What inherent tension auctions possess, revving up quickly, counting on competition for fuel. High school art students line up along the wall ready to parade each piece before the crowd. Bid-card spotters fan out across the room to aid the auctioneer. Above his head, a screen magnifies each image. The auctioneer has flown in from Seattle, and he is loose and comfortable with this crowd, knowing just how to coax another $100 from the bidders.
Whole tables tense up, and you can feel the room grow focused, conversation hushed. Whoops of triumph and glee burst from the groups when someone wins a bid. Balloons percolate around the room, each winner presented with a champagne bottle adorned by this helium flag.
Connie Poten is here with her husband; it’s their “third or fourth” auction. “It sounded like a glamorous, fun event, and we wanted to support the museum,” she says, remembering their first. “The art auction is a bargain if you see beautiful stuff,” she says. Poten has bought plenty of art over the years, and tonight she thinks she knows what she’s after.
She sits at a big table filled with friends, and as wine bottles are opened, the mood grows brighter and more festive. By the end of the evening, she has bid on four items and won three, acquiring a nice mini-gallery for less than $2,000. She now owns Patricia Forsberg’s picture “Memory of Scent,” Beth Lo’s untitled collage, and a large photograph by Chris Autio called “Salmon River Road,” which she plans to suspend by wire from her ceiling, because she and her husband have run out of wall space.
“I look for something that moves me, makes me see something in a different way, opens a door.” Poten says. “And you have to look at something in different moods before you buy, too.”
Two years ago, the museum had what was then its best auction night ever, pulling in $84,650. Then, after September 11 and the stock market’s dive, patronage shrank, and every sector of Missoula absorbed the hit. In such a climate, few were eager or able to open their wallets and toss out $1,500, even for a good bargain. This year’s auction topped the previous record with a haul of over $92,000, of which about $30,000 goes back to the artists.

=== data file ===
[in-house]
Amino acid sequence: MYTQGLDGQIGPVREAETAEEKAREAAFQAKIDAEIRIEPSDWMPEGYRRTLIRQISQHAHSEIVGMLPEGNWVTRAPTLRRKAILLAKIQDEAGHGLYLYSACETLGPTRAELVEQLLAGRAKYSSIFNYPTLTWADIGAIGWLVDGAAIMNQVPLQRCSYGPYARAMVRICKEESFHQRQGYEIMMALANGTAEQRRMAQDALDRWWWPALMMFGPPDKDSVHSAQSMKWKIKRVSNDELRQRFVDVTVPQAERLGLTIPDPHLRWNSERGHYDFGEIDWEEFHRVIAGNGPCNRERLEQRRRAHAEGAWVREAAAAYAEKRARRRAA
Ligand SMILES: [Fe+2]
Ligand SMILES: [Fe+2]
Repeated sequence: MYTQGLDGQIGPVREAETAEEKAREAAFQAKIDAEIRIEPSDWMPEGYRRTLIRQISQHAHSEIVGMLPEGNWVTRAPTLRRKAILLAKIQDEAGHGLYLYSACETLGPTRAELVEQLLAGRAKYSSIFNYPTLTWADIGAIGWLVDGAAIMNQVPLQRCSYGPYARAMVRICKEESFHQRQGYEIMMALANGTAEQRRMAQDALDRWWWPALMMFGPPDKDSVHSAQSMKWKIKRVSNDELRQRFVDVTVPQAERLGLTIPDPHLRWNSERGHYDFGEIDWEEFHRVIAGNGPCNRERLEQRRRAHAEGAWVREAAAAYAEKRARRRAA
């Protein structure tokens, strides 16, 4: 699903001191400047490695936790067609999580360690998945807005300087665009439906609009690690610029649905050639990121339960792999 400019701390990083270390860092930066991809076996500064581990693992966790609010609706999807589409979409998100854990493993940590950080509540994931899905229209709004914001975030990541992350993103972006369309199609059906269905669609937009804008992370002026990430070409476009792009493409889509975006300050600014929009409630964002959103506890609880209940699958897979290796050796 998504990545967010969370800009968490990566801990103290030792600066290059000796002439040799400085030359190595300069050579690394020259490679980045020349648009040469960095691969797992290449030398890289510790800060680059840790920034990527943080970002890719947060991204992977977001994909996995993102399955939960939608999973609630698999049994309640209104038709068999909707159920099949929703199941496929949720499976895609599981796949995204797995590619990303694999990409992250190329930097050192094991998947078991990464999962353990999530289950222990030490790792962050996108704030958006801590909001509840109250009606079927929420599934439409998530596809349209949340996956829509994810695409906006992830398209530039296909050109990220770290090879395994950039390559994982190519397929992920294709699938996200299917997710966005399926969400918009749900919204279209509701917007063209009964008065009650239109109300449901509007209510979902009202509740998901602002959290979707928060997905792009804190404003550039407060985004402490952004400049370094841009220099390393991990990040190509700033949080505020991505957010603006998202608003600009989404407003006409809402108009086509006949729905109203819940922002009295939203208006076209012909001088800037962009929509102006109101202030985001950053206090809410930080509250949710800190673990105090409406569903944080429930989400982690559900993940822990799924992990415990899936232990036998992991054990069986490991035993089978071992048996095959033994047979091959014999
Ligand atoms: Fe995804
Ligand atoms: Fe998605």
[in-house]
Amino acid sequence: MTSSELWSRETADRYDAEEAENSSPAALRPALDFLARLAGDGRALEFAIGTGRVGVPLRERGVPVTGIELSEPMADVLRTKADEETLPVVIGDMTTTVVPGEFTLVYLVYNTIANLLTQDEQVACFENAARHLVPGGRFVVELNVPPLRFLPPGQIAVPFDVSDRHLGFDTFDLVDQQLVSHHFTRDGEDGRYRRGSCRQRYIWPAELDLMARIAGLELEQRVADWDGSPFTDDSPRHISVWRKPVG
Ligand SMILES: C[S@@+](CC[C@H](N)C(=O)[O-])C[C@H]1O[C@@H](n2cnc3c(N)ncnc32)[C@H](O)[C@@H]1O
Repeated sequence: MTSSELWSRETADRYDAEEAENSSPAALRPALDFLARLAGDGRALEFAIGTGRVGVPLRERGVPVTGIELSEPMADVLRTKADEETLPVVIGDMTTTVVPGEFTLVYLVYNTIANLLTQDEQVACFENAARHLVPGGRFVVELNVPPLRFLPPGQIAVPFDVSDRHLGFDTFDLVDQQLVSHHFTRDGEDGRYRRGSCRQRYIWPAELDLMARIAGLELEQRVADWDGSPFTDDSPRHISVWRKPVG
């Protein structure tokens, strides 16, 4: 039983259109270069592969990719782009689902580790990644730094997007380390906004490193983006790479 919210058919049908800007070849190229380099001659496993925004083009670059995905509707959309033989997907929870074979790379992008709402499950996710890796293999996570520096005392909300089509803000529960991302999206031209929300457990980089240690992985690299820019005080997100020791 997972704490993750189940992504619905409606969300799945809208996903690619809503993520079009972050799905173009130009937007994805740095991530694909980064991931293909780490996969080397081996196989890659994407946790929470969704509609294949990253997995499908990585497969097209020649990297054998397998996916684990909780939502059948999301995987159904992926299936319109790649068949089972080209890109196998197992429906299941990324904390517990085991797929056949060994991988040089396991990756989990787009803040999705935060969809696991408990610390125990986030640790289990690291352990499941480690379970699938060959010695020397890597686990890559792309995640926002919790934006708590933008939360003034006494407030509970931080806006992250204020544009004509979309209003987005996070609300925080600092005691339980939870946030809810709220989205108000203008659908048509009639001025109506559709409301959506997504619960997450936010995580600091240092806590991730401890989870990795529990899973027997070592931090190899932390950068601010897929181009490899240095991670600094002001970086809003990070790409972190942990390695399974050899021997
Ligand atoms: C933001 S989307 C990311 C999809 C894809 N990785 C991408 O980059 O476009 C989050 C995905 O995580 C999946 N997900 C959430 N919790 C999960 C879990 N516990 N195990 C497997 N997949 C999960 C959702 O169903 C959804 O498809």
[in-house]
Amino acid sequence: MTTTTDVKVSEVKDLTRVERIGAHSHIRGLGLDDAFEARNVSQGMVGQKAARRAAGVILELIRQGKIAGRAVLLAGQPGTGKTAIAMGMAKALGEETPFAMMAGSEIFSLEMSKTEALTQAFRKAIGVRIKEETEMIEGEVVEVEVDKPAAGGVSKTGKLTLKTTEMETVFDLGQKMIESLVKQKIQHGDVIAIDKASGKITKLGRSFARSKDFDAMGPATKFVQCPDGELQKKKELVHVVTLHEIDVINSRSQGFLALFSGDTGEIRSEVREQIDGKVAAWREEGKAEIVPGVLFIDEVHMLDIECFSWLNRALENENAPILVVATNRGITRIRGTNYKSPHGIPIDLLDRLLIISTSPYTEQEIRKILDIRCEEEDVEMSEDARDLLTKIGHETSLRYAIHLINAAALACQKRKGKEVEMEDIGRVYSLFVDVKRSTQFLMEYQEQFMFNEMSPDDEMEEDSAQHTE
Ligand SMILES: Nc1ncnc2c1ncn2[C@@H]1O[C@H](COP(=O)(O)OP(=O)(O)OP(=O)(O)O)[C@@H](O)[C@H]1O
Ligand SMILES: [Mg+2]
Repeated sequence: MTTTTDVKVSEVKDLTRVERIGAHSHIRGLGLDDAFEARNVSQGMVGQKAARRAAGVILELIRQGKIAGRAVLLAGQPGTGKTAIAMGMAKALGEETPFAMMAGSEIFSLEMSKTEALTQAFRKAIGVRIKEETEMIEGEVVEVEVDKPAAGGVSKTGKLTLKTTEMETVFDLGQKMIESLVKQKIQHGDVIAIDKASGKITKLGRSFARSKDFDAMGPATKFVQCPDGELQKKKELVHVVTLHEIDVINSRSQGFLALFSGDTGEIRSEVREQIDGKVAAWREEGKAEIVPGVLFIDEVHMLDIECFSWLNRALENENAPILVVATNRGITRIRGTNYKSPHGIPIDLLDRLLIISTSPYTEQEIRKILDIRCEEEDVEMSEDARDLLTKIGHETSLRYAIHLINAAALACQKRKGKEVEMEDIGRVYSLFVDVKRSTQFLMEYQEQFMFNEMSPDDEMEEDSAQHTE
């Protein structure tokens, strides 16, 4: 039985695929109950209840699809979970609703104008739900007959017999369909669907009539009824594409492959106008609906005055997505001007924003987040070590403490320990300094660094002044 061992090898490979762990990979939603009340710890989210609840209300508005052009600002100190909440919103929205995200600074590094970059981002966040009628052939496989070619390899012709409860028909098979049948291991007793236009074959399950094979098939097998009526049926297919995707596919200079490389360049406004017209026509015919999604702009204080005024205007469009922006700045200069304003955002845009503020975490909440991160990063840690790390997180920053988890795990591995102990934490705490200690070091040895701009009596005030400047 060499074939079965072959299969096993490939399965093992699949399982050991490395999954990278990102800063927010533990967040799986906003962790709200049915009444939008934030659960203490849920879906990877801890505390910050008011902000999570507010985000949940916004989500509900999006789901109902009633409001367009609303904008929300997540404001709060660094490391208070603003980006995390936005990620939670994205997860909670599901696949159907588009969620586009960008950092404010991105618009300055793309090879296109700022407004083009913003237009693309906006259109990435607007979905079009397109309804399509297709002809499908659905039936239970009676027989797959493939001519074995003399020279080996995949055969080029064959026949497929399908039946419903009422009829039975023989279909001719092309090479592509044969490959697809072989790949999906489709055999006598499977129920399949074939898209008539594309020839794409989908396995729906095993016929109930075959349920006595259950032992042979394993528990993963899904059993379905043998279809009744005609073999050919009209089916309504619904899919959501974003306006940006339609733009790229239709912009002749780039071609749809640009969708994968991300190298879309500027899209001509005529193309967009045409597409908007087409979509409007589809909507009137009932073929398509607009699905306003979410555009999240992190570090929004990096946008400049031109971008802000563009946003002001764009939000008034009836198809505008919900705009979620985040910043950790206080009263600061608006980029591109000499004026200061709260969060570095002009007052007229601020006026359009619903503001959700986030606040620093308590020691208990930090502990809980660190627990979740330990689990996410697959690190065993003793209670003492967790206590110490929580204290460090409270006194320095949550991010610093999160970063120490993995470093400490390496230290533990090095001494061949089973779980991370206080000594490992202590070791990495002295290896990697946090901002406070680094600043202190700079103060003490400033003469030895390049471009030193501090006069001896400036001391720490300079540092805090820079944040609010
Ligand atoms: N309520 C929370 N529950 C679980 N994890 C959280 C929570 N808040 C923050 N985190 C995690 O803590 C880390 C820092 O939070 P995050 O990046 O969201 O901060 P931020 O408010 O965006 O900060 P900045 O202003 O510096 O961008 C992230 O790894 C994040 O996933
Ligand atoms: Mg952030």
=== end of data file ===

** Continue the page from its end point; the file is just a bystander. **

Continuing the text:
The subject of a bargain is a touchy one to some. Imagine yourself the artist, sitting there as strangers rate your work with their dollars, an experience both thrilling and demoralizing. While the artists want their work to find an audience, as well as bring joy, and while they believe in supporting the museum, it’s still difficult to watch a painting that would sell in a gallery for $4,000 bring only $1,200. “I’m glad to see my work go out there,” says one artist. “But when it goes for so much less than I could get in a gallery—well, I have to eat, too.”
This may be as close to fairytale ball as Missoula gets—the fine behavior, the giddy spending and, yes, the wonderful clothes giving you a heady, momentary sense of privilege. You feel good, have eaten well, are checked in with everyone who’s emerged from hibernation. And you go home with art. Who knows how it will look in the morning?